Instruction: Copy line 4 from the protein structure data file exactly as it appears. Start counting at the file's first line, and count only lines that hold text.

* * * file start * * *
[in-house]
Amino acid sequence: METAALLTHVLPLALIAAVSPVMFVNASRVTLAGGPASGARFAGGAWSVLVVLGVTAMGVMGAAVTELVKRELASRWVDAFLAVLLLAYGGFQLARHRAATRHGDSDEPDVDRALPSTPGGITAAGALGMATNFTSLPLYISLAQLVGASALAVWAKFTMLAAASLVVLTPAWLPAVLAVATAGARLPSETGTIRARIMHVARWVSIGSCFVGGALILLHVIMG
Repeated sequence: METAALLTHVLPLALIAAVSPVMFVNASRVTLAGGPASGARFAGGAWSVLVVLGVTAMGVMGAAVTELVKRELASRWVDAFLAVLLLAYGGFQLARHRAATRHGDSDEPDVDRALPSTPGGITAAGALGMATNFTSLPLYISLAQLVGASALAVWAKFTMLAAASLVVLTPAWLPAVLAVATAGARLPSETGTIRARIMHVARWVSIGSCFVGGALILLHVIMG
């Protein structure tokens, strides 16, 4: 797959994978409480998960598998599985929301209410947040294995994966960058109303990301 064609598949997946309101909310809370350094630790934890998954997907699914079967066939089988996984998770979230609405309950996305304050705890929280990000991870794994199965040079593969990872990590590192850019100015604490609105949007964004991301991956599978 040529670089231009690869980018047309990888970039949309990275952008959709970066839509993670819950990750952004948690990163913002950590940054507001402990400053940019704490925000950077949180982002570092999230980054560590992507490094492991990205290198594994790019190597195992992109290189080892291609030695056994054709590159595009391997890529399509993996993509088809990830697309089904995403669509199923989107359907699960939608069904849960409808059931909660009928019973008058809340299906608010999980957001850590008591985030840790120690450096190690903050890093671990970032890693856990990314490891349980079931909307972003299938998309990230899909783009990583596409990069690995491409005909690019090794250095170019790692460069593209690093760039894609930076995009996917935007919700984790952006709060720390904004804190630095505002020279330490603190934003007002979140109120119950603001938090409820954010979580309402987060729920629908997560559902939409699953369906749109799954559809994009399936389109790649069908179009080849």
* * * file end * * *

């Protein structure tokens, strides 16, 4: 797959994978409480998960598998599985929301209410947040294995994966960058109303990301 064609598949997946309101909310809370350094630790934890998954997907699914079967066939089988996984998770979230609405309950996305304050705890929280990000991870794994199965040079593969990872990590590192850019100015604490609105949007964004991301991956599978 040529670089231009690869980018047309990888970039949309990275952008959709970066839509993670819950990750952004948690990163913002950590940054507001402990400053940019704490925000950077949180982002570092999230980054560590992507490094492991990205290198594994790019190597195992992109290189080892291609030695056994054709590159595009391997890529399509993996993509088809990830697309089904995403669509199923989107359907699960939608069904849960409808059931909660009928019973008058809340299906608010999980957001850590008591985030840790120690450096190690903050890093671990970032890693856990990314490891349980079931909307972003299938998309990230899909783009990583596409990069690995491409005909690019090794250095170019790692460069593209690093760039894609930076995009996917935007919700984790952006709060720390904004804190630095505002020279330490603190934003007002979140109120119950603001938090409820954010979580309402987060729920629908997560559902939409699953369906749109799954559809994009399936389109790649069908179009080849």